Finally back to taking the train to work

For the first time since the Movement Control Order (MCO) started on March 18, I took the LRT (Light Rail Transit) and MRT (Mass Rapid Transit) this week.

As it wasn’t peak hours, there was hardly a crowd, so that eased some of the fears of mixing around.

Checking in was a breeze but as highlighted two weeks ago, security guards don’t bother verifying if someone had really checked in or was pretending to scan the QR code.

I was the only one there. Can you imagine the madness during peak hours?

It’s a good thing Kuala Lumpur and most areas in Selangor are in the green zone, but we must never be complacent in the fight against Covid-19.

It was also lucky I had topped up my Touch ‘n Go card the night before when I was getting petrol. The Petronas station doesn’t charge for topping up.

Neither did LRT stations – until now. It’s only 50 sen but why the extra cost?

Here’s another rant (yes I know, I got to learn to chill) … why do I need a minimum of RM5 in my Touch ‘n Go card before I can ride the trains?

I once took the LRT to two stops away and despite having RM4 balance, needed to top up. I was in a rush. But as usual, the machine was down so I had to buy a ticket.

Shopping complexes also have different rules on minimum balance (you need to have RM20 in the card to park in Subang Parade!). What’s worse, they charge 10 per cent extra for using Touch ‘n Go – and you have no choice as most have already gone cashless or are on the verge of doing so.

Shouldn’t it be cheaper as they don’t have to print tickets or employ people to collect payment?

Here’s an excellent thread why Touch ‘n Go needs to improve.

Going back to the train ride. It was not crowded but people still chose to sit close to each other despite the rows of empty seats.

Even then, it was a comfortable journey with the bonus of not having to look for parking or deal with traffic.

Train rides for the win!

Anyway, today is the 193rd day of MCO, and this is the 15th weekly version of ‘The MCO Diaries’.


The United States surpassed 200,000 Covid-19 deaths on Tuesday. It has just over seven million cases. Worldwide, the tally is now closing in on 33 million cases with nearly one million deaths.

Back home, the number of cases shot up to 10,687 from 10,147 last week. Tragically, there were three deaths on Wednesday – the first time we had more than one death on any day since May 13. The country has since recorded 133 deaths.

Malaysia reached 100 deaths on April 29 with March 29 having the single most fatalities in a day – eight.


Earlier this month, I had the opportunity to take a trip on the Klang River to see the progress the Selangor government has made since efforts to clean up the river began four years ago.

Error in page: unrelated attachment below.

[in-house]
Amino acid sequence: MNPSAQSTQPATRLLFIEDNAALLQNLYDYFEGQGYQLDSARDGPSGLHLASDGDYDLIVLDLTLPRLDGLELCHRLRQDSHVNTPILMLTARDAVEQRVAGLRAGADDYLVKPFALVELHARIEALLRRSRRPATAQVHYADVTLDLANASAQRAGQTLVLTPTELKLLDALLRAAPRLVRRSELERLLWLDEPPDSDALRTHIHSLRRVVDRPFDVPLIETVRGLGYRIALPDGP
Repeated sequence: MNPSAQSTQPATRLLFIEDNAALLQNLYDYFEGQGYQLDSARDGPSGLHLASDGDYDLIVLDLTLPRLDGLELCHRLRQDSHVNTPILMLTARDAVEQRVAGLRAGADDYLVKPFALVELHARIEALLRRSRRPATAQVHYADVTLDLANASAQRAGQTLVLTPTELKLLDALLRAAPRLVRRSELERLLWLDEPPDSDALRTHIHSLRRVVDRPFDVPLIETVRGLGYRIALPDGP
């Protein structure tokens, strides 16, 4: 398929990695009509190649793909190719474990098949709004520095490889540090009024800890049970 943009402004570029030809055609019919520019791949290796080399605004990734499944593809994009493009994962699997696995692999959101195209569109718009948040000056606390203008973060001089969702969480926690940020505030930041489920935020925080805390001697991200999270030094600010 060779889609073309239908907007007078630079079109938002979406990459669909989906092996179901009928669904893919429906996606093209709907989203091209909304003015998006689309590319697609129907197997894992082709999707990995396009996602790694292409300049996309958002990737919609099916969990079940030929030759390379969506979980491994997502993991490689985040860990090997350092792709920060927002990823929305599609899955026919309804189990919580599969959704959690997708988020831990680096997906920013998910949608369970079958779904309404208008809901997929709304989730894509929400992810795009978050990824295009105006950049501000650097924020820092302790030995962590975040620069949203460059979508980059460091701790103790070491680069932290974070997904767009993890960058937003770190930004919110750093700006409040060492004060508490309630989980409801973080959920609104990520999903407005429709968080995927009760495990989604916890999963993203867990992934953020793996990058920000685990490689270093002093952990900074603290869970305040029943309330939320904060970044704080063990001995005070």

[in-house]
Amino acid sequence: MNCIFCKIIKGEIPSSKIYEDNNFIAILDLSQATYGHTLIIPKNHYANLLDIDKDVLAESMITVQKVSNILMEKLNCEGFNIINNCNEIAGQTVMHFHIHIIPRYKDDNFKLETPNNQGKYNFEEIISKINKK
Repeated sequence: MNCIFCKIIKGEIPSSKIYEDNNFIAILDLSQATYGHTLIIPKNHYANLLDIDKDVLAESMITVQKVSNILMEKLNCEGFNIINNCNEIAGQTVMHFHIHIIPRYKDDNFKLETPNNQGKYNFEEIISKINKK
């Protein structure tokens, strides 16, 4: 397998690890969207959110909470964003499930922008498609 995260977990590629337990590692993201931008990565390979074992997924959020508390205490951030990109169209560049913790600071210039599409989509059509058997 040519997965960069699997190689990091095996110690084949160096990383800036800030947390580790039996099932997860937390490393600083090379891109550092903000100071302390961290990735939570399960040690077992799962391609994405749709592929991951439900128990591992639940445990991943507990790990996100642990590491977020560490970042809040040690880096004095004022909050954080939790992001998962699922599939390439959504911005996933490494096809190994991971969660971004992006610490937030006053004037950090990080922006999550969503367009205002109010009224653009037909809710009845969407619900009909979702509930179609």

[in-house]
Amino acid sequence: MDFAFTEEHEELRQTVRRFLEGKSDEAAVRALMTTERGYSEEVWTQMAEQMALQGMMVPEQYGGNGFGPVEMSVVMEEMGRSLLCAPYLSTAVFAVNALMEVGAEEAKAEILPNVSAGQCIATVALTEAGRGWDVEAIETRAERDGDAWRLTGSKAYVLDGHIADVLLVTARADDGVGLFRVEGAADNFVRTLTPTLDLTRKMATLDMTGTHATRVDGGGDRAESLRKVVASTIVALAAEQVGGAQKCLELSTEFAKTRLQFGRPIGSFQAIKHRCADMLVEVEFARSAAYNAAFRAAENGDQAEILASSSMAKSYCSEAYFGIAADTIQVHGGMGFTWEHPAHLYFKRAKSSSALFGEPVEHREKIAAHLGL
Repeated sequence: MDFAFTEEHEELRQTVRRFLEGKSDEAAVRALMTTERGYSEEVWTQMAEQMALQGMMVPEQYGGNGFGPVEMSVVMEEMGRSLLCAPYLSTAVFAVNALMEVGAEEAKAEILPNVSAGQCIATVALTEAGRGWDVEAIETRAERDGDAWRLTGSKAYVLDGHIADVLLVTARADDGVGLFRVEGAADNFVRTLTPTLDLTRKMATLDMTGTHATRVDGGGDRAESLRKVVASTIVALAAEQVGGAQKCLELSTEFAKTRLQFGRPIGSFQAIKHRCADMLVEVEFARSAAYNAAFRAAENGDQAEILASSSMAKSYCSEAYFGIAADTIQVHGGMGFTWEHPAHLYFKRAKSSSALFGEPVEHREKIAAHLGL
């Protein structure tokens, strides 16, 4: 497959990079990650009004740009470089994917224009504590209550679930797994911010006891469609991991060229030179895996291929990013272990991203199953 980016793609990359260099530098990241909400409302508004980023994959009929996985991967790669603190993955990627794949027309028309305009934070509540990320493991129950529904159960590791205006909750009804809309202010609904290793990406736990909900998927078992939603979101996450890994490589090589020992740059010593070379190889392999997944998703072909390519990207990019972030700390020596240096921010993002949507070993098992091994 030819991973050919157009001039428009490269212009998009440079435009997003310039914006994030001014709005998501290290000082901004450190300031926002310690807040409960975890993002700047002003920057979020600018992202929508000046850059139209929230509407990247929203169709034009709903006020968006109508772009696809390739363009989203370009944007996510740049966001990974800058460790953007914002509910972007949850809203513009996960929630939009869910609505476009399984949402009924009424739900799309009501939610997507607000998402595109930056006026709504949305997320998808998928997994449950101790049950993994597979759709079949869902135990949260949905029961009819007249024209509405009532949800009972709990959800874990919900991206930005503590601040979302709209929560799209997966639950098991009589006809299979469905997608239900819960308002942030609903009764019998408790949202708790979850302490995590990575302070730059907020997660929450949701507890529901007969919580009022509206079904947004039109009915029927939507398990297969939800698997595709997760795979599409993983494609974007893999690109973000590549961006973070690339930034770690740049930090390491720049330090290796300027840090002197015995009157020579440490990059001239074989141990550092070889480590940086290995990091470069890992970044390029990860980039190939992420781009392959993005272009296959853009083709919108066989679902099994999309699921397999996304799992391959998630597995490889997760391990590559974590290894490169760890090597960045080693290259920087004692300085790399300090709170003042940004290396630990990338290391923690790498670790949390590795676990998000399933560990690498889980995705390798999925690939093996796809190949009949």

It was an eye-opener as Klang River has had a bad reputation for the longest time, but the efforts to clean it are paying off.

The wildlife has returned. While I just missed out on seeing a crocodile – I only saw the splash when it dived into the water – my colleague Amar Qastellani Tajuddin said it was about 1.5m long.

What is remarkable is that otters – known to be highly sensitive to water conditions – have also returned.

That was a real treat.


On Wednesday, Kazuyoshi ‘King’ Miura created history when he became the oldest player in the J-League.

What is remarkable is that he is 53! The previous record was held by Masashi Nakayama, who was 45 when he played for Consodale Sapporo in 2012. Nakayama turned 53 on Wednesday.


For 18 months, residents of a village in Wales have been mystified as to why their broadband Internet crashed every morning.

Engineers finally identified the reason: A second-hand television that emitted a signal which interfered with the connection.



Last week, news broke that Telekom Malaysia Berhad was being investigated by the Malaysian Communications and Multimedia Commission for reducing the upload speed of one of its Internet packages without notifying customers.

I can confirm Unifi is slow – not the Internet speed but its notifications via email.

On Monday, Sept 21, I received an email from Unifi with the subject matter: Check out these upcoming shows in September 2020!

The first few shows highlighted hadn’t been screened but as I scrolled down, there were promos for shows which premiered early in the month.


Popular actor and politician Vijayakanth, also known as Captain, is on the road to recovery after testing positive for Covid-19.

A friend remarked: “Covid doesn’t catch Captain. He catches Covid … to beat it!”

Another remarked: “I’m surprised he recovered. Dude is in high-risk age group plus he is overweight and consumes alcohol all the time … oh wait, alcohol kills the coronavirus. Wise Captain.”

Veteran singer SP Balasubrahmanyam, however, lost his battle against Covid-19 yesterday. He was 74.


Here’s Bob Dylan with a classic in honour of today’s topic.

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